The past month’s debate over campus rape has revealed a disturbing shallowness on both sides of America’s divided body politic. Although Rolling Stone was shamefully irresponsible in handling the story at the center of its recent article about rape at the University of Virginia, campus rape is a serious national problem. Unfortunately, we seem to be so caught up in debates about culture that we are losing our capacity to find political solutions to political problems—or even to recognize political problems for what they are.

Voices on the left and right seem to agree that it was a mistake for universities to take over the investigation and punishment of rape. Likewise, both those who believed the story of “Jackie” (the UVA student featured in the article) and those who suggested Jackie’s story might be a hoax often agreed on this point. Police and courts should reclaim jurisdiction over rape on campus; only they have the tools needed to protect both vulnerable women and the rights of the accused. Moreover, they do not have a vested interest in protecting the university from bad publicity.

But this will not happen, and during the whole UVA rape debate no one offered a serious plan to make it happen. Our large colleges are going to remain the modern equivalent of the Praetorian Guard—a regime unto themselves, judges of their own cases, thumbing their noses at the impartial rule of law. What’s more, only a few prominent voices on either side of the debate seemed to be seriously interested in analyzing why the colleges have this imperial power, or offering practical ideas to help restore the rule of law. Most commentators talked glibly about calling in the cops, but rarely asked why the cops were not actually being called. When they did, their answers were equally glib.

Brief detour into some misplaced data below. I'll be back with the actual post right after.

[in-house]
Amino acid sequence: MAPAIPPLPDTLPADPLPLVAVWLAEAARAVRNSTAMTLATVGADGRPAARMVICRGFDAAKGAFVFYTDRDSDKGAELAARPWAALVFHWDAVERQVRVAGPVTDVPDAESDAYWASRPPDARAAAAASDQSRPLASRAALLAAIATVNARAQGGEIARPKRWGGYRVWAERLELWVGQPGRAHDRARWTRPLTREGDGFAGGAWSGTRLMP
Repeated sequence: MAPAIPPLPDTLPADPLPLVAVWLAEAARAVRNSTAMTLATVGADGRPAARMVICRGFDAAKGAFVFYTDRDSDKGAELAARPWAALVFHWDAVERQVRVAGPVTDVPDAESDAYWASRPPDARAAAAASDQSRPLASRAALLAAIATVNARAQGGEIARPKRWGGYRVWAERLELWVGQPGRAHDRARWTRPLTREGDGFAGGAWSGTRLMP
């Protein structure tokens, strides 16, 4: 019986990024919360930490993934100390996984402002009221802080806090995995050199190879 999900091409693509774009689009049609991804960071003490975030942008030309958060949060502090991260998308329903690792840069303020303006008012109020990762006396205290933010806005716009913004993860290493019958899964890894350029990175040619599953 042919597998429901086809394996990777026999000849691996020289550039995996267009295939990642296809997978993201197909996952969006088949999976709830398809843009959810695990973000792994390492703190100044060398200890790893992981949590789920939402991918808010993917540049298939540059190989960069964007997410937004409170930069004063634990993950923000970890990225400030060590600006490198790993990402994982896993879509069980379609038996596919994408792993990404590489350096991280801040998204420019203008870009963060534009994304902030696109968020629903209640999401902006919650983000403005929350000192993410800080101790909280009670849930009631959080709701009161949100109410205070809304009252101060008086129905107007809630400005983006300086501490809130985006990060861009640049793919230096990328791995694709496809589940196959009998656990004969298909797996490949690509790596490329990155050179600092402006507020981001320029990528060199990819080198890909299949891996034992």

These responses to the UVA rape story illustrate the limits of the now-fashionable turn away from “politics” to “culture.” Nowadays, we hear it preached up and down the land that “politics is downstream from culture.” It’s certainly true that almost none of our most urgent problems will be cured, or even significantly affected, by one party or the other winning the next election. But, in fact, politics is not “downstream” from culture. Politics is part of culture, and some of our cultural problems are political problems that demand political solutions. The longer we ignore this, the more women will be brutalized by the rape system that now dominates Greek life at many large colleges.

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Arguing about Rape Culture Doesn’t Protect Women

There are now two kinds of debates going on about rape culture, and neither of them is likely to accomplish anything helpful. One kind is over whether a rape culture exists, either throughout American culture or in some pockets of it. The other, which takes place among those who agree on the existence of a rape culture, is over what to do about it.